Today we see colour reproductions of paintings everywhere. But in Turner’s time most people experienced art in the form of black and white reproductive prints. These were produced by professional engravers who specialised in translating the effects of colour into black lines printed on white paper. Turner owed his reputation not to colour, but to line.
Over 850 prints were produced after Turner’s work during his lifetime. He supervised the work closely, evolving a ‘school’ of engravers who were particularly skilled at handling Turner’s style. This close collaboration resulted in beautifully subtle prints which are works of art in their own right.
Unusually for an artist, Turner was also a competent printmaker. During production of his famous print series, the Liber Studiorum 1807–19, he often etched the outline composition from his own watercolour. He would then pass the plate to a professional engraver for the detail. Occasionally he even completed the entire print himself.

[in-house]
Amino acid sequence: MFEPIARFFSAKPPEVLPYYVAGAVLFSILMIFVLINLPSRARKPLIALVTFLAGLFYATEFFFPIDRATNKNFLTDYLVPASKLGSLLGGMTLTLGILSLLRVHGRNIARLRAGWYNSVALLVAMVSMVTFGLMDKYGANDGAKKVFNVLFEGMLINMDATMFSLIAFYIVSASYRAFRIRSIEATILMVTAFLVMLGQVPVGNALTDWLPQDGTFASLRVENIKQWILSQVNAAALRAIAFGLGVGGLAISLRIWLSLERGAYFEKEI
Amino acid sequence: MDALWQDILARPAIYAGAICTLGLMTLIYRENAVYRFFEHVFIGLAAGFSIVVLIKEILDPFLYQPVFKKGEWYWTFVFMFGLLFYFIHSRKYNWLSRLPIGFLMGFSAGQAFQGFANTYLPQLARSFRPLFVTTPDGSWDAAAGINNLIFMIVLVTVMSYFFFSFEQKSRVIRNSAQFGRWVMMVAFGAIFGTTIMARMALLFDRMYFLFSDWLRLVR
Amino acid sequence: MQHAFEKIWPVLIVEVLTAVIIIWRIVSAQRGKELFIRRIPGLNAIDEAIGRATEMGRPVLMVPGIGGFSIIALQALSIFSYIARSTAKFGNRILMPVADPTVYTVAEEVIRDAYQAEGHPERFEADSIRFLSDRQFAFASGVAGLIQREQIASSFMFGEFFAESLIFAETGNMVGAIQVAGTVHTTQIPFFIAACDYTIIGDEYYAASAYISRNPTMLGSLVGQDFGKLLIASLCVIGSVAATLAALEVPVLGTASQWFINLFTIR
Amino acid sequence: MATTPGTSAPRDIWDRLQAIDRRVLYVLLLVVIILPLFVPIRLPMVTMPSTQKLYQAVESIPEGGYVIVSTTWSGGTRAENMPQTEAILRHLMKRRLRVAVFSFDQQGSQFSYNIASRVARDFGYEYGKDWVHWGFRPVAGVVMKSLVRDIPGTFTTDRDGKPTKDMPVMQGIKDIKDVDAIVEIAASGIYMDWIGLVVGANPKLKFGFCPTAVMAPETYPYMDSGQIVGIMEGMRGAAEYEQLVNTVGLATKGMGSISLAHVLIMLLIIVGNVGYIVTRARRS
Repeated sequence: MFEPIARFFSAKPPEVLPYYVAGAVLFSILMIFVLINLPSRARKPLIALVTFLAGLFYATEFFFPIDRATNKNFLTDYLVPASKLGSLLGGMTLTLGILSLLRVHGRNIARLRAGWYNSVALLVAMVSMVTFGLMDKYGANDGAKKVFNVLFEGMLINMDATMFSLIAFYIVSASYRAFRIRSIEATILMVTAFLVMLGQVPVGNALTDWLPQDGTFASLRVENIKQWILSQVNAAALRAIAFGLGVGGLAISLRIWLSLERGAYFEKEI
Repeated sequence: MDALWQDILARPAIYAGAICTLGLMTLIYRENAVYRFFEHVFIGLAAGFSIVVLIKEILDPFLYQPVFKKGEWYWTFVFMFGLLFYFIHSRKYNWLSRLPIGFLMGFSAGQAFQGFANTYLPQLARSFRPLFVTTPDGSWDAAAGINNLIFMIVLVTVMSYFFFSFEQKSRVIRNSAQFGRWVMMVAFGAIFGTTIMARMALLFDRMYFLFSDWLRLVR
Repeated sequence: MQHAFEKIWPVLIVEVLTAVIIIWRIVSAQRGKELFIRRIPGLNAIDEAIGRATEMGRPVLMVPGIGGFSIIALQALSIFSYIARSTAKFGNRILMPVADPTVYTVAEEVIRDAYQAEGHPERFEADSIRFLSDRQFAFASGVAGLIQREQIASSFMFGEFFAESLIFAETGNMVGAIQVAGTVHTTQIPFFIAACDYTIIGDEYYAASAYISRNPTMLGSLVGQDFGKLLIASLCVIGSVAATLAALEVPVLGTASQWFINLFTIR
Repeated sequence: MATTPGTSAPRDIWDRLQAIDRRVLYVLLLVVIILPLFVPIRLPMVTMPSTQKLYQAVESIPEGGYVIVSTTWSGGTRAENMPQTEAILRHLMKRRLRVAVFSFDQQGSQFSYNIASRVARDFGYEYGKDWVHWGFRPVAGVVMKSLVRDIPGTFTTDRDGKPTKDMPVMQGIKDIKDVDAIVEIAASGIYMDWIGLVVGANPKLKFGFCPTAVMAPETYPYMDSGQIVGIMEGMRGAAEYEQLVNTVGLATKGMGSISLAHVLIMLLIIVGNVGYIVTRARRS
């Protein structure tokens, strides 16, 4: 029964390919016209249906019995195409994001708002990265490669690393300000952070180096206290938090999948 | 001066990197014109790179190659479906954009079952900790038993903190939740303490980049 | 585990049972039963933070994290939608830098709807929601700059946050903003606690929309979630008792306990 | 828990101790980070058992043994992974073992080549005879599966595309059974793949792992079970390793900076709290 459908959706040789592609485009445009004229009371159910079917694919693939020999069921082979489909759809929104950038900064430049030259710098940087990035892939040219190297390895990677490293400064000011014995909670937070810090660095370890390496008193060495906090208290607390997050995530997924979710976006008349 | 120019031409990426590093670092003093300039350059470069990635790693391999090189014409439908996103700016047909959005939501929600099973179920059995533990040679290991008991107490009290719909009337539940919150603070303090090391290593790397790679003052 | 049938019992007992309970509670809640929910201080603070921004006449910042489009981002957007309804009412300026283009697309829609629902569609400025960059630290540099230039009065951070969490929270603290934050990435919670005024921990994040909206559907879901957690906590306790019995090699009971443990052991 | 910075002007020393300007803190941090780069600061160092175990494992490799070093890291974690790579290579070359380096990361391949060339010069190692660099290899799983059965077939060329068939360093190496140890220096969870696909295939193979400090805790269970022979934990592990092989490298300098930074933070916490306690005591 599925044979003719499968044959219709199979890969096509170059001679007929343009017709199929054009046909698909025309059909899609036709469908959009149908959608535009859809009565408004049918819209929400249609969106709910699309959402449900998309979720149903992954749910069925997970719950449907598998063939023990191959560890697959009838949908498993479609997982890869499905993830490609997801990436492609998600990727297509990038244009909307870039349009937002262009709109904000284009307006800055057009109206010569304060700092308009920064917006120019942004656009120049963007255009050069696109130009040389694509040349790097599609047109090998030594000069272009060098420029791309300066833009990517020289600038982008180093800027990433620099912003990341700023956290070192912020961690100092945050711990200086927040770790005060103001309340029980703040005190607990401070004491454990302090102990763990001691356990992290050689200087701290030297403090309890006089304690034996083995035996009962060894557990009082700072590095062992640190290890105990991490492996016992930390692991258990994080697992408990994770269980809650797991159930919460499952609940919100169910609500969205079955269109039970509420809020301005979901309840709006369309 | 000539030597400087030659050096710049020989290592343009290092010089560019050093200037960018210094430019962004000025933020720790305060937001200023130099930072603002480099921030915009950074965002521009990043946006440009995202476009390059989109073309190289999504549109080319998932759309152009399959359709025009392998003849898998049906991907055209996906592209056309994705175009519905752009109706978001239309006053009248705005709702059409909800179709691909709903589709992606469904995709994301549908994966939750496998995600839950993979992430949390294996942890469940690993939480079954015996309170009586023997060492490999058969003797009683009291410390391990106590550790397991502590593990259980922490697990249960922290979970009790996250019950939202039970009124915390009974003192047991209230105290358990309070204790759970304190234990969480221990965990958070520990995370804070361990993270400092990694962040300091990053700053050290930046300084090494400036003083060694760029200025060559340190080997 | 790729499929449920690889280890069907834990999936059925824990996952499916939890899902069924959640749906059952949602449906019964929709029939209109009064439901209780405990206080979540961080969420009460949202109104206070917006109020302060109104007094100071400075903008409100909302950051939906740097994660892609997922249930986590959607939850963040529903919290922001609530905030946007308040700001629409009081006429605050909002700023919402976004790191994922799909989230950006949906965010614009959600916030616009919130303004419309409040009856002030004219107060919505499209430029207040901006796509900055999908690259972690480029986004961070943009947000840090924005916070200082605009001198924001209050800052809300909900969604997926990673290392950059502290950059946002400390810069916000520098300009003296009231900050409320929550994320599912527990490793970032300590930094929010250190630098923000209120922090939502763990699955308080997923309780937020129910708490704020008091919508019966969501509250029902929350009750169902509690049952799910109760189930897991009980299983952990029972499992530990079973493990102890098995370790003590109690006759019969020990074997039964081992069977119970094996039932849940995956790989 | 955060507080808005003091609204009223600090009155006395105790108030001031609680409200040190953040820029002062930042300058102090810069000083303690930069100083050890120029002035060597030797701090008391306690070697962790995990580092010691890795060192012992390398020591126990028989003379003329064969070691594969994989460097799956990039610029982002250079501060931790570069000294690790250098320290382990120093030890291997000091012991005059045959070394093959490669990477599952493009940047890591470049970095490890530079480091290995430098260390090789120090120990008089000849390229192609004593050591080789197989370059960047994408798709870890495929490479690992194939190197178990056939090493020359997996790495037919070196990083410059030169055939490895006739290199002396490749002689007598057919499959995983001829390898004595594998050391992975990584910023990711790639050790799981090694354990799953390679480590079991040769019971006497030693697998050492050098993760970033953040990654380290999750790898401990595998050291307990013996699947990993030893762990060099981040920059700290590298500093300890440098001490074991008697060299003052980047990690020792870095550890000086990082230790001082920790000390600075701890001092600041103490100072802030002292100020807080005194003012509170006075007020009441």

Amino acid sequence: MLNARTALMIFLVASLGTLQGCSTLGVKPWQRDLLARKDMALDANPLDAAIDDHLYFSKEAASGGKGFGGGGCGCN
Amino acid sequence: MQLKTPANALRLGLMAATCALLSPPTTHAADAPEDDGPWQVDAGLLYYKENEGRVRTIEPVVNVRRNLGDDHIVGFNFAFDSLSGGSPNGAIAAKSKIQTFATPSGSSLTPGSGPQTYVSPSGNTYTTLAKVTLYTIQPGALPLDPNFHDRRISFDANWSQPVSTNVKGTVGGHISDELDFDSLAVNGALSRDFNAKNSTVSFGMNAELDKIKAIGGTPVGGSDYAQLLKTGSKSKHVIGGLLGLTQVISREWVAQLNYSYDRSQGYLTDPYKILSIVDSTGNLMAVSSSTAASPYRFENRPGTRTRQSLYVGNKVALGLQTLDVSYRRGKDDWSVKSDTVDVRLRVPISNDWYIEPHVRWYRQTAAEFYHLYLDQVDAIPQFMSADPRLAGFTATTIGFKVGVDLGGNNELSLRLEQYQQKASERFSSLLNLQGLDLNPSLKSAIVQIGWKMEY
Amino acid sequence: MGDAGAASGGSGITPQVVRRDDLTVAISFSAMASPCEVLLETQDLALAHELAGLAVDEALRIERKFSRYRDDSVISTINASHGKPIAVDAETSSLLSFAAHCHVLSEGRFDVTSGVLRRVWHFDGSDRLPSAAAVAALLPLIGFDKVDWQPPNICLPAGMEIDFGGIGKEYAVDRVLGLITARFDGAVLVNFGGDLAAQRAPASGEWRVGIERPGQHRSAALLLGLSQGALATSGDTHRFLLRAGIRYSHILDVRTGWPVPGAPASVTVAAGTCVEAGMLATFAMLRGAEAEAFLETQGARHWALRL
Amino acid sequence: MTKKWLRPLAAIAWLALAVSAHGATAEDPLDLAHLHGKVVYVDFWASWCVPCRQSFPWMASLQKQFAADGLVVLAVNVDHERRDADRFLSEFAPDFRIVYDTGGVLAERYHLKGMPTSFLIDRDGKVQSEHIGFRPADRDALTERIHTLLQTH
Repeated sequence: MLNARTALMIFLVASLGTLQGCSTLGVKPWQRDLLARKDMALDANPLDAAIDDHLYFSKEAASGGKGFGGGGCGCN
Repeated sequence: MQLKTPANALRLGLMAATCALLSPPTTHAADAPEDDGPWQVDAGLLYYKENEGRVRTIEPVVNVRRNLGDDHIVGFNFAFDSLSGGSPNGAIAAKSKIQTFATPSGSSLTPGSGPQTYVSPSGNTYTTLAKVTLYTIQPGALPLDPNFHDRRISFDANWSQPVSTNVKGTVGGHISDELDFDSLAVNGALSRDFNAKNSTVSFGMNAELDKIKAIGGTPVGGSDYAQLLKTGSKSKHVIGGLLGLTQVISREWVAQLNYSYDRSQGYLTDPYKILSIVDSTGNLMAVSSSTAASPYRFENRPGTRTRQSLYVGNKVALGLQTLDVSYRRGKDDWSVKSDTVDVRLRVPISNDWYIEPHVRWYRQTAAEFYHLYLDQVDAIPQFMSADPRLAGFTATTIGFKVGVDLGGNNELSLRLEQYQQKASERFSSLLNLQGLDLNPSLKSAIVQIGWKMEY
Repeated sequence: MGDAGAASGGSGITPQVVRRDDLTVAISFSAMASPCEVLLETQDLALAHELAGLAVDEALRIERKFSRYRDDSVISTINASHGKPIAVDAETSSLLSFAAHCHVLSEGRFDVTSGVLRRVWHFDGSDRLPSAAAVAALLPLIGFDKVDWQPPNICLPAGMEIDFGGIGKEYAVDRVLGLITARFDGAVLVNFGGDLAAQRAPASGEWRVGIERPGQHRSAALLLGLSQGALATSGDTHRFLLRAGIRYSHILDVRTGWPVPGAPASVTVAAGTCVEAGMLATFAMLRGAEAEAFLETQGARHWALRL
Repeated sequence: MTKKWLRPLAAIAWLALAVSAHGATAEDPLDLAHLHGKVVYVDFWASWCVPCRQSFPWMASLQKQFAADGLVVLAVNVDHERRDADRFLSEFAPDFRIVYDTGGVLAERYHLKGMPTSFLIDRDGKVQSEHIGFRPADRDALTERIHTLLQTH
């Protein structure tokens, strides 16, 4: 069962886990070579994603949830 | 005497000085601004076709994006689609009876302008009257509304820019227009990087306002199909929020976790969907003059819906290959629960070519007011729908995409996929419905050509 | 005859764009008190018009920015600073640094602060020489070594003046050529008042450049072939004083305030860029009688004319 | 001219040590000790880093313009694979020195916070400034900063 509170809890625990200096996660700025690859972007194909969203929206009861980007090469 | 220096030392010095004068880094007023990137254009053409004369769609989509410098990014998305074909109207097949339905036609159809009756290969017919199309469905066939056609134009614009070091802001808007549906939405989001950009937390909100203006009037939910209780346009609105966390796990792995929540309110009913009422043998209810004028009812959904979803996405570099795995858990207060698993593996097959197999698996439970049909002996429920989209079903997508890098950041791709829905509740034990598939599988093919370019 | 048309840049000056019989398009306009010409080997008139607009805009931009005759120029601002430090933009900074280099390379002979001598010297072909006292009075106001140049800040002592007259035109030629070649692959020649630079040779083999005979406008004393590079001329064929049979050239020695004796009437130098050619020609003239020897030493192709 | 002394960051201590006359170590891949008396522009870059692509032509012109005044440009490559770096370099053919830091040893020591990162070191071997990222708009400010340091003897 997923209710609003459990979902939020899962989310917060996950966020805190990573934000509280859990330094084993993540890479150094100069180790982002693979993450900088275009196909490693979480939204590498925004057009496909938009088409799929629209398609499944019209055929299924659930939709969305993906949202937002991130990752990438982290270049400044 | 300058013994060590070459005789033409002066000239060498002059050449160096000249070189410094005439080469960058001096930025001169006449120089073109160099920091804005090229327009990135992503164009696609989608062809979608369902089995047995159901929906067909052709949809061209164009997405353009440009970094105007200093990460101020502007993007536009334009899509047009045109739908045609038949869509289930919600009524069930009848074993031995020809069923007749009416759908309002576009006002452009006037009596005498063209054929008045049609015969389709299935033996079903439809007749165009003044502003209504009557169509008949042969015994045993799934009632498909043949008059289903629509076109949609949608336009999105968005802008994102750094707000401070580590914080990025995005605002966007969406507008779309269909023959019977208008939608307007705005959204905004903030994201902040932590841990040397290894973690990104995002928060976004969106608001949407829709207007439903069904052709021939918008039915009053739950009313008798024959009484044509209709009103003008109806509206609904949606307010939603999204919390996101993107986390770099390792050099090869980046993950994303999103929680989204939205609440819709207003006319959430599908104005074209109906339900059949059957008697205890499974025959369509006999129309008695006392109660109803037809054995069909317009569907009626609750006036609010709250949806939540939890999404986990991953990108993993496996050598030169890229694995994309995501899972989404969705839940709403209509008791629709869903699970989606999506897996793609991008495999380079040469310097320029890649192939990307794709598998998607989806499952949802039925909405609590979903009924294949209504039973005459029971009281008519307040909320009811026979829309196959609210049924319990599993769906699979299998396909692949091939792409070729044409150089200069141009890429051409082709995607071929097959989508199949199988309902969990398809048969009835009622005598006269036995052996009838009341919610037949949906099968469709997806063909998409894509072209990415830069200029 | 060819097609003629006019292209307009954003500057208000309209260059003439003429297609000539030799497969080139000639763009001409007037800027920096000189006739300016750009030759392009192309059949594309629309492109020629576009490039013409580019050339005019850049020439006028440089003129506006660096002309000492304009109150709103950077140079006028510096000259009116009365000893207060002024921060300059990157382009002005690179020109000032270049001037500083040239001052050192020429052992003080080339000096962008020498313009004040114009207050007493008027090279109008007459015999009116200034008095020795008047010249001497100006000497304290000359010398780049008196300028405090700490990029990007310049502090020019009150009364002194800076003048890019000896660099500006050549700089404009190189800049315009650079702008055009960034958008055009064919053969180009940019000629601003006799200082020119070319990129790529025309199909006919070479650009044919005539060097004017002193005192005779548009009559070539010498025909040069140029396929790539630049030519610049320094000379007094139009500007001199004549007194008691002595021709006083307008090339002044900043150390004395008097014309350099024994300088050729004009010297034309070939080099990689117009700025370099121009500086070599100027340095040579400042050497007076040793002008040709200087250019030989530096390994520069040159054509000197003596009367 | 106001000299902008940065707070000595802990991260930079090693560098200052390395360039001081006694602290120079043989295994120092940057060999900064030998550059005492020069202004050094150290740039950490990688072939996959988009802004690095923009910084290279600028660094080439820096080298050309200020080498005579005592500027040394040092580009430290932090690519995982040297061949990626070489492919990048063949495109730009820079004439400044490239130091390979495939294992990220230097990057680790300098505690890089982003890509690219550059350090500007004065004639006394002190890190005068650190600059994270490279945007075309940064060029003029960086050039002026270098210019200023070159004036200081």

‘Engraving is not more an art of copying Painting than the English language is an art of copying Greek or Latin’
Only one of the three prints below is after Turner: the other two reproduce paintings by some of his contemporaries. Look at the fine detail and the contrast created by the range of marks used in each of the prints. Do any of them evoke a real sense place? Do you think the print after Turner is more successful than the others?